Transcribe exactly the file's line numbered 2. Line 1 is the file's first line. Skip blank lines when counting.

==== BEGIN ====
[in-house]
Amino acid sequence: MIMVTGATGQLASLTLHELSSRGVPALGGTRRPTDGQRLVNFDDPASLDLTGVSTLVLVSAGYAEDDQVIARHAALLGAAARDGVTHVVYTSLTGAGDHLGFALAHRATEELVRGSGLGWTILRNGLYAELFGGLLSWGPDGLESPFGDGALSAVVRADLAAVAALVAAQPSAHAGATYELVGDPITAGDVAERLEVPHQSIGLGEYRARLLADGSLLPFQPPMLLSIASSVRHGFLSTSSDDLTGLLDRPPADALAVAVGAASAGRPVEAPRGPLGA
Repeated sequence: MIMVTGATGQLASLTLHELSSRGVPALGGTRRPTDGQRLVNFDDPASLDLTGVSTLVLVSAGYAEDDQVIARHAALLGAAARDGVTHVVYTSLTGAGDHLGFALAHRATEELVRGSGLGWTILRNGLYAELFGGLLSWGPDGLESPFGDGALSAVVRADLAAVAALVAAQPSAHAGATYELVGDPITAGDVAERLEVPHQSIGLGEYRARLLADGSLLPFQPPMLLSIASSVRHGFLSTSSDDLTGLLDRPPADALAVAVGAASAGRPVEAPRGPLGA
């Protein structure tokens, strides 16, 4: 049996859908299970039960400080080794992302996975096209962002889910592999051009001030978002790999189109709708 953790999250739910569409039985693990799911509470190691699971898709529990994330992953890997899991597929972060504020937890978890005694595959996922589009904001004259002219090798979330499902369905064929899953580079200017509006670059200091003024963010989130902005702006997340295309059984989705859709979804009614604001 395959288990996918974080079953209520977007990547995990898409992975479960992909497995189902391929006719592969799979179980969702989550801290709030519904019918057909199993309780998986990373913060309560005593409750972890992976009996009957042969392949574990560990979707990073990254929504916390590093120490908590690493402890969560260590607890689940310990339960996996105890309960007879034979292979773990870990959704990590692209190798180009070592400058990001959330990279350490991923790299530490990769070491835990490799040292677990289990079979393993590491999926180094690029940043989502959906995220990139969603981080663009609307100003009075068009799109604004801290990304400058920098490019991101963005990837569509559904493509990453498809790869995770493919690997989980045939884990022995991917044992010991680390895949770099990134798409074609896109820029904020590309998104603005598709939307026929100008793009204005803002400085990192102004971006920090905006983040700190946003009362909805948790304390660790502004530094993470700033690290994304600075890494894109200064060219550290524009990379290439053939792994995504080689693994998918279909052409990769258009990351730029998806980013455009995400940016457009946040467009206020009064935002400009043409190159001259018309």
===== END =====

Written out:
Amino acid sequence: MIMVTGATGQLASLTLHELSSRGVPALGGTRRPTDGQRLVNFDDPASLDLTGVSTLVLVSAGYAEDDQVIARHAALLGAAARDGVTHVVYTSLTGAGDHLGFALAHRATEELVRGSGLGWTILRNGLYAELFGGLLSWGPDGLESPFGDGALSAVVRADLAAVAALVAAQPSAHAGATYELVGDPITAGDVAERLEVPHQSIGLGEYRARLLADGSLLPFQPPMLLSIASSVRHGFLSTSSDDLTGLLDRPPADALAVAVGAASAGRPVEAPRGPLGA